Weblog: Sports editor's view
Stop that, it's silly
WHAT is going on in the wacky world of sport?
There is F1 trying to shoot itself in the foot again and making a complete arse of itself all week, when back comes cricket, determined to defend its crown as the most ridiculous discipline around.
We're having none of that, says cricket, furious at being upstaged by the F1 world drivers championship scoring sheninigans, and hits right back with the farcical end to the first ODI between the West Indies and England in Guyana.
Taking the embarrassing episodes one at a time, the F1 PR disaster was totally uncalled-for and ill-planned.
Bookmakers offered punters the chance to void seasonal bets after it was announced that the drivers title (first place only) would be settled on most wins regardless of the competitors' points totals.
Then a couple of days later, they were offering refunds again to those who had placed bets in the interim period, when it was announced that a protest by the teams had forced the FIA to put off the planned change.
Net result: everyone in F1 is at each others' throats, bookmakers and punters don't know where they stand and those who ignorantly mocked the sport anyway have a genuine reason to pile on the insults.
In the autumn, after Bernie Ecclestone first mooted his dea of awarding medals to the first three drivers in each race and scrapping the traditional points system, the official F1 website ran a long article expounding the so-called benefits of change and inviting fans to vote on whether they liked the new system or not.
Funnily enough, the result of that survey wasn't used as evidence backing the move this week. I'll take a wild guess that the results would have mirrored those everywhere else, which say that up to 80 per cent of fans wouldn't mind a small change to the scoring (the teams' proposals for a 12-9-7-5-4-3-2-1 system was popular enough) but that hardly anyone not called Ecclestone or Mosley wants a winner-takes-it-all world champion.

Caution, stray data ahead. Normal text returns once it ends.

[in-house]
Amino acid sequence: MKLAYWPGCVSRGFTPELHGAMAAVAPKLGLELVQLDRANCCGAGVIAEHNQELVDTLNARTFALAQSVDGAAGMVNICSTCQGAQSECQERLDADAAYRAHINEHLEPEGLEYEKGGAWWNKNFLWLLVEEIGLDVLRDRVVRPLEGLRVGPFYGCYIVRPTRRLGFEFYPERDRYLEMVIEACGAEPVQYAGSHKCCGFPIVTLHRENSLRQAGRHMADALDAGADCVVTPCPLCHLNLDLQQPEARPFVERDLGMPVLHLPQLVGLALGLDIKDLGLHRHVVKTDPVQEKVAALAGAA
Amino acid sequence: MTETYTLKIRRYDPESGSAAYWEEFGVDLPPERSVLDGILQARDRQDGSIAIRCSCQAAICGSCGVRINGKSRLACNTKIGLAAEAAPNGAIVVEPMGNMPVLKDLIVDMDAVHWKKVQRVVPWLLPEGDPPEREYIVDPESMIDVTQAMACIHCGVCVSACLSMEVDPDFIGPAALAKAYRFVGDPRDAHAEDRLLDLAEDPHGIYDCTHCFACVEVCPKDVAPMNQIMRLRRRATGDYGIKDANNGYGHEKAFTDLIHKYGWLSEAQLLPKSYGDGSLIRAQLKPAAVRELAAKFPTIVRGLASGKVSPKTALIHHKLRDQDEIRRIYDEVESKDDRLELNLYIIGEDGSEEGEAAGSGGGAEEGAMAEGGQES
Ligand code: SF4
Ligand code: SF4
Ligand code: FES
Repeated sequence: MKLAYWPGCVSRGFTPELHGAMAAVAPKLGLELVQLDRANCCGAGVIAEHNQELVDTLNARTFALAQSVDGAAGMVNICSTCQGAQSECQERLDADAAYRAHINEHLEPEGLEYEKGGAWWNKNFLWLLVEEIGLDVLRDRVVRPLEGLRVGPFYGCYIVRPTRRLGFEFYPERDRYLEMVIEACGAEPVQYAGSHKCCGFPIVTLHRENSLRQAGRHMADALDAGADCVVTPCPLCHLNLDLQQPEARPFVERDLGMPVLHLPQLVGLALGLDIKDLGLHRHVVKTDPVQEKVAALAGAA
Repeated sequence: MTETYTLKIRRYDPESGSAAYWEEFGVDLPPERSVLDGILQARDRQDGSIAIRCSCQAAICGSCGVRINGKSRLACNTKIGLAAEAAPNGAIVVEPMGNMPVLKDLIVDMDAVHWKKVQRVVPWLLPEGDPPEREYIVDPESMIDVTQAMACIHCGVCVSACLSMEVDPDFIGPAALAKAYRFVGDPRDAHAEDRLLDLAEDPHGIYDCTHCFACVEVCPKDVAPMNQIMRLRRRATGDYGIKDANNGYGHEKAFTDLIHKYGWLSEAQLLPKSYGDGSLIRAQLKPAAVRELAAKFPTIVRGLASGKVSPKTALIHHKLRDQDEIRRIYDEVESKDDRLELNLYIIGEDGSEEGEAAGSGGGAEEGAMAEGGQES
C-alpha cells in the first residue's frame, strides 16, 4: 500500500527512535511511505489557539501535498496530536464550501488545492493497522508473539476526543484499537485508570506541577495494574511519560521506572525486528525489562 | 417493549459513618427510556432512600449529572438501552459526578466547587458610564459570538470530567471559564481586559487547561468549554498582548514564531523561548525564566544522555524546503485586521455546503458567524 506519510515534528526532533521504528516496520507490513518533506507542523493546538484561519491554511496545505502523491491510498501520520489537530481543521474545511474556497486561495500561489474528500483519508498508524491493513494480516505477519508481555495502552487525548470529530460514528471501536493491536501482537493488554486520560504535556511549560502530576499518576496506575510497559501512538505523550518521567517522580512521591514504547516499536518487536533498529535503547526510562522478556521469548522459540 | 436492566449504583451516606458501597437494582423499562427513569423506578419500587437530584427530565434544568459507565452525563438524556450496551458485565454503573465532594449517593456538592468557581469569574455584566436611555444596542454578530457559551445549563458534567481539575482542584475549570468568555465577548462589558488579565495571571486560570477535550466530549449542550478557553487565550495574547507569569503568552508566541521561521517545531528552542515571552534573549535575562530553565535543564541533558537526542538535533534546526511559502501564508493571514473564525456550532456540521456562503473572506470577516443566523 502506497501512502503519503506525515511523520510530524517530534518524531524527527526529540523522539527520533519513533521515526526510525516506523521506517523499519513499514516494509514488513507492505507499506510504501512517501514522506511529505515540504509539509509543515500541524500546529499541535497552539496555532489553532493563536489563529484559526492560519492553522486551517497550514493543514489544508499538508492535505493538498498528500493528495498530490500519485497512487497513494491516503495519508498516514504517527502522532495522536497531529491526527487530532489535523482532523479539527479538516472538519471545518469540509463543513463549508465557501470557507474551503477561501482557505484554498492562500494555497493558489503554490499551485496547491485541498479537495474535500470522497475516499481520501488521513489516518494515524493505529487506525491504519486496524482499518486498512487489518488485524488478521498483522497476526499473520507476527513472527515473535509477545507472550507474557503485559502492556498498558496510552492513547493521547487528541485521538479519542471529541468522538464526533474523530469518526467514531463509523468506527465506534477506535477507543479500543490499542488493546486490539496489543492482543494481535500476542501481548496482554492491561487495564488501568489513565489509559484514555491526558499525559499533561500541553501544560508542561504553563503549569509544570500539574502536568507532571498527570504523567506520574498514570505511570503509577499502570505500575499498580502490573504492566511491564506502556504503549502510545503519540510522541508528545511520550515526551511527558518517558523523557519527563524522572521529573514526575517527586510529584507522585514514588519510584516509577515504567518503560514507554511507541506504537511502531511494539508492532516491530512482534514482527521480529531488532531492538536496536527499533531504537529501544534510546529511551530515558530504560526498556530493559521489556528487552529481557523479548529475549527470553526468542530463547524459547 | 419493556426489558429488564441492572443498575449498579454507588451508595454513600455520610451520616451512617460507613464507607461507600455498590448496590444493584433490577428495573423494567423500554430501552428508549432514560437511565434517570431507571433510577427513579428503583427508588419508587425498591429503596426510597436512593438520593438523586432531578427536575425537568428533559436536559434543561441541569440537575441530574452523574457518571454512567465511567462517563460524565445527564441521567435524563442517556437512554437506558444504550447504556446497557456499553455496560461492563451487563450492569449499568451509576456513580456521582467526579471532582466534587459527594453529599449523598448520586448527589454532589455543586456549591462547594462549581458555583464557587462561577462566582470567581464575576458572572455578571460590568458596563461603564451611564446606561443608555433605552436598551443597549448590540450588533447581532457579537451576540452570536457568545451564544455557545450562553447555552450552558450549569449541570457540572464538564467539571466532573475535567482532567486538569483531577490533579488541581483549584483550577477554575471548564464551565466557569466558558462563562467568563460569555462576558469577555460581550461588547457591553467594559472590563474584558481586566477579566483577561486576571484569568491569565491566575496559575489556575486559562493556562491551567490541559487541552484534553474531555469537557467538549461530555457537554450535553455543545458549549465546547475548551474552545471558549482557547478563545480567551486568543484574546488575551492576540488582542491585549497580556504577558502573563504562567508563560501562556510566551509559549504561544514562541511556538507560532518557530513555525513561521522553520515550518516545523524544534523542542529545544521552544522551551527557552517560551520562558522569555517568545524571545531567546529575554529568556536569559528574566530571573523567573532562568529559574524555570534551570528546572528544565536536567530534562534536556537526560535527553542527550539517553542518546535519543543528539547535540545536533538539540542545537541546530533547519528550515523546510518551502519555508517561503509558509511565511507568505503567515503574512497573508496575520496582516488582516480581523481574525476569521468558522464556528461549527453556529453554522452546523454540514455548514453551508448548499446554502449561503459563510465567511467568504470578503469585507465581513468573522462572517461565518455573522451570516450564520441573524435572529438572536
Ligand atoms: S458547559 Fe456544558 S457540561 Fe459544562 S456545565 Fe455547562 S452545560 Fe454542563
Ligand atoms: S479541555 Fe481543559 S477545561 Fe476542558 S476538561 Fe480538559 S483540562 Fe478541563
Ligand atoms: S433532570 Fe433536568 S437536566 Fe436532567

On to the cricket, and the shots of Windies coach John Dyson as he carried the two, divided by the number he first thought of and then realised he'd been reading the wrong column on his Duckworth/Lewis calculations chart were priceless (but still not as good as those of Felipe Massa's father when he realised it might be best to stop celebrating his son winning the world title in Brazil last year).
It's always been an unsatisfactory sight to see teams marching off for bad light gleefully pointing to the scraps of paper that show them to be ahead of the target figure - far more satisfactory to see one run off the field and realise that they've lost.
Better still, of course, would be to complete the game, which was heading towards an interesting finish.
But wait. What's this? F1 has found another foot to shoot and has fresh ammo in the rifle?
Yes folks, that's right. Look forward to Diffusergate. It's looking likely that rivals teams will object to the designs of the rear diffusers (a fiddly bit of aerodynamics at the back of the car) being used by Williams, Toyota and possibly Brawn, in next week's Australian Grand Prix.
No protests can be made until the cars are presented for scrutineering in Melbourne, so be very aware that bets will be settled on a first-past-the-post basis - the eventual official winner could end up being decided in a stuffy old appeal court.